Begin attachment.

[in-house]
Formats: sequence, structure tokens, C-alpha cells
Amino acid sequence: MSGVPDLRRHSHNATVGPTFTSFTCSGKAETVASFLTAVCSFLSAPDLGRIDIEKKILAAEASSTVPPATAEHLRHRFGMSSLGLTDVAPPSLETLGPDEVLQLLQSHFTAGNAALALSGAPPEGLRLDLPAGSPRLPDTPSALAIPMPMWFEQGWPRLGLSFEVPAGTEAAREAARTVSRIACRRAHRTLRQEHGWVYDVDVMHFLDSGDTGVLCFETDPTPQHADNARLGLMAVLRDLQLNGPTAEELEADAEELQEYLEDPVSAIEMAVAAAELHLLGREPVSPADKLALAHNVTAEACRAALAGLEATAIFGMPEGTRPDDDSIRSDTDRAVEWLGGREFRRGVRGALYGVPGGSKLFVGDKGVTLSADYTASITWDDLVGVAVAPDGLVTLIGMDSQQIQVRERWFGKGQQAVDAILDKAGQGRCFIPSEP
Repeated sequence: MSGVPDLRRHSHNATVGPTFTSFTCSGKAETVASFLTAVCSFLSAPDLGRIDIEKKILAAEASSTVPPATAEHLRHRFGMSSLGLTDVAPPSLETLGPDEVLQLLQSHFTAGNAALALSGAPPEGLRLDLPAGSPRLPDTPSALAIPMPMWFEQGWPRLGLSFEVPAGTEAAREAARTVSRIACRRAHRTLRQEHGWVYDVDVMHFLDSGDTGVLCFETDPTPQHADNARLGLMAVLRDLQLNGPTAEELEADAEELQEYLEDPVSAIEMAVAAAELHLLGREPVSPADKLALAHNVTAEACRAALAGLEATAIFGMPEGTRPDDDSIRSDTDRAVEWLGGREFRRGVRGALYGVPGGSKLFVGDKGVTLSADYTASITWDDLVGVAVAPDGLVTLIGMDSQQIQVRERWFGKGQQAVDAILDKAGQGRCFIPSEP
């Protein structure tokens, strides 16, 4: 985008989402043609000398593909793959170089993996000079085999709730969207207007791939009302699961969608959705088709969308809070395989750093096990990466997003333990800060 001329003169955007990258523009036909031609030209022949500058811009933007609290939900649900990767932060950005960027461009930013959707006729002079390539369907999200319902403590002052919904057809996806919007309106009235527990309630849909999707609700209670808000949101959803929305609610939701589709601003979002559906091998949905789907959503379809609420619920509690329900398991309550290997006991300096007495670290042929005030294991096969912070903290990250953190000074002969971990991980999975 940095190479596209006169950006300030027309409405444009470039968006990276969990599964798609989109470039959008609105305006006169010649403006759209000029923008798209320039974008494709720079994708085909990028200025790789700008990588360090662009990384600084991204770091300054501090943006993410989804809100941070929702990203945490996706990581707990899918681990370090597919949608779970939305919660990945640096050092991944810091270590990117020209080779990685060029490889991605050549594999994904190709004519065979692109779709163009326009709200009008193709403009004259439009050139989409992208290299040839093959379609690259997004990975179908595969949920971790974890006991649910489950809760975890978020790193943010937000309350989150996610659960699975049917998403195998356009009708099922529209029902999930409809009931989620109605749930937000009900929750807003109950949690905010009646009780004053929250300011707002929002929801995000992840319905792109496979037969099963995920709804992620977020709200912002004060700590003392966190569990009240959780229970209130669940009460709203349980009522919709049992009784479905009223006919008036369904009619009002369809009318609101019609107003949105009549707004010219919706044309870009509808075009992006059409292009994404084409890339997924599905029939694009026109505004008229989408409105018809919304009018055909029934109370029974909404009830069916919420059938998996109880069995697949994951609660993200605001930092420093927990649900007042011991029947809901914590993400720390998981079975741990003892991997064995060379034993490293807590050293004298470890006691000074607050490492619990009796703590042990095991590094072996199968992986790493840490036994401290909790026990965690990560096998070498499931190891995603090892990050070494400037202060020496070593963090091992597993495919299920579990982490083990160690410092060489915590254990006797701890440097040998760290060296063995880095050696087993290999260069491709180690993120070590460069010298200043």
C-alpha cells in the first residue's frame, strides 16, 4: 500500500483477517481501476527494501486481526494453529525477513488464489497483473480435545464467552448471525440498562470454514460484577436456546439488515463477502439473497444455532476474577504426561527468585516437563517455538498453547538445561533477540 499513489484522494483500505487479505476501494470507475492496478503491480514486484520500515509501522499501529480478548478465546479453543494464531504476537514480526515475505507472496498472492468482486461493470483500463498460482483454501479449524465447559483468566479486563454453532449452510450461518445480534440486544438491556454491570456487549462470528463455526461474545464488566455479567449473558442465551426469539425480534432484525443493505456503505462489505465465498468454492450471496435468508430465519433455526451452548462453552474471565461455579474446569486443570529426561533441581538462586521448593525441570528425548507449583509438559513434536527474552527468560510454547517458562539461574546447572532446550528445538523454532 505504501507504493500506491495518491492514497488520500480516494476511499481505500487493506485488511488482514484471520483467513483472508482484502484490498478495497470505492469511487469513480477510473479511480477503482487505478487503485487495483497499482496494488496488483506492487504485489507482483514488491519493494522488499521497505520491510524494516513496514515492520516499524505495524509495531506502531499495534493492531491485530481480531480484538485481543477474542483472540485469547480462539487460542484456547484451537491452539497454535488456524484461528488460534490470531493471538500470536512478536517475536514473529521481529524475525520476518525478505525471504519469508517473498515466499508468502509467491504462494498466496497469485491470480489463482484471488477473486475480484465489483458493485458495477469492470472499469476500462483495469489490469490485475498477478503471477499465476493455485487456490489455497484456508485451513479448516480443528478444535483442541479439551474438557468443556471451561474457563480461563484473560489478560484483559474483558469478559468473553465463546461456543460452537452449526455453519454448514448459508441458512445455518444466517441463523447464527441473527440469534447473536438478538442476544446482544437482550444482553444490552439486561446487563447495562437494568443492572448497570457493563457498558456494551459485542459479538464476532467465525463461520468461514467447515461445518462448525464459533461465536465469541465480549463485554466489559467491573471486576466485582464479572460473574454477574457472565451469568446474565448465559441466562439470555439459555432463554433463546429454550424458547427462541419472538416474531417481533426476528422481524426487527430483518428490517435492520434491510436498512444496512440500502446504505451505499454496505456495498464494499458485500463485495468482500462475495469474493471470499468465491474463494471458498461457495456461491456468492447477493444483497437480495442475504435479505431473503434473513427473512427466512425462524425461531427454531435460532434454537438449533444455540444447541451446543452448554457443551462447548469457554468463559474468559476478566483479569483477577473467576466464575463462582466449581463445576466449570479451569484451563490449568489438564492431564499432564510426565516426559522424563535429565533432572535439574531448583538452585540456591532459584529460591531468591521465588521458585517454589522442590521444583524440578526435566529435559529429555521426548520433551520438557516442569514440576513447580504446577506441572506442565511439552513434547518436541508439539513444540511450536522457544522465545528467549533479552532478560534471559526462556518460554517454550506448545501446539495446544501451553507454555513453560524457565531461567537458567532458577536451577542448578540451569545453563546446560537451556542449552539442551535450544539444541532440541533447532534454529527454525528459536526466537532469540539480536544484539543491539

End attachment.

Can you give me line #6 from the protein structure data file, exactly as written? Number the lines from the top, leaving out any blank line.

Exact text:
C-alpha cells in the first residue's frame, strides 16, 4: 500500500483477517481501476527494501486481526494453529525477513488464489497483473480435545464467552448471525440498562470454514460484577436456546439488515463477502439473497444455532476474577504426561527468585516437563517455538498453547538445561533477540 499513489484522494483500505487479505476501494470507475492496478503491480514486484520500515509501522499501529480478548478465546479453543494464531504476537514480526515475505507472496498472492468482486461493470483500463498460482483454501479449524465447559483468566479486563454453532449452510450461518445480534440486544438491556454491570456487549462470528463455526461474545464488566455479567449473558442465551426469539425480534432484525443493505456503505462489505465465498468454492450471496435468508430465519433455526451452548462453552474471565461455579474446569486443570529426561533441581538462586521448593525441570528425548507449583509438559513434536527474552527468560510454547517458562539461574546447572532446550528445538523454532 505504501507504493500506491495518491492514497488520500480516494476511499481505500487493506485488511488482514484471520483467513483472508482484502484490498478495497470505492469511487469513480477510473479511480477503482487505478487503485487495483497499482496494488496488483506492487504485489507482483514488491519493494522488499521497505520491510524494516513496514515492520516499524505495524509495531506502531499495534493492531491485530481480531480484538485481543477474542483472540485469547480462539487460542484456547484451537491452539497454535488456524484461528488460534490470531493471538500470536512478536517475536514473529521481529524475525520476518525478505525471504519469508517473498515466499508468502509467491504462494498466496497469485491470480489463482484471488477473486475480484465489483458493485458495477469492470472499469476500462483495469489490469490485475498477478503471477499465476493455485487456490489455497484456508485451513479448516480443528478444535483442541479439551474438557468443556471451561474457563480461563484473560489478560484483559474483558469478559468473553465463546461456543460452537452449526455453519454448514448459508441458512445455518444466517441463523447464527441473527440469534447473536438478538442476544446482544437482550444482553444490552439486561446487563447495562437494568443492572448497570457493563457498558456494551459485542459479538464476532467465525463461520468461514467447515461445518462448525464459533461465536465469541465480549463485554466489559467491573471486576466485582464479572460473574454477574457472565451469568446474565448465559441466562439470555439459555432463554433463546429454550424458547427462541419472538416474531417481533426476528422481524426487527430483518428490517435492520434491510436498512444496512440500502446504505451505499454496505456495498464494499458485500463485495468482500462475495469474493471470499468465491474463494471458498461457495456461491456468492447477493444483497437480495442475504435479505431473503434473513427473512427466512425462524425461531427454531435460532434454537438449533444455540444447541451446543452448554457443551462447548469457554468463559474468559476478566483479569483477577473467576466464575463462582466449581463445576466449570479451569484451563490449568489438564492431564499432564510426565516426559522424563535429565533432572535439574531448583538452585540456591532459584529460591531468591521465588521458585517454589522442590521444583524440578526435566529435559529429555521426548520433551520438557516442569514440576513447580504446577506441572506442565511439552513434547518436541508439539513444540511450536522457544522465545528467549533479552532478560534471559526462556518460554517454550506448545501446539495446544501451553507454555513453560524457565531461567537458567532458577536451577542448578540451569545453563546446560537451556542449552539442551535450544539444541532440541533447532534454529527454525528459536526466537532469540539480536544484539543491539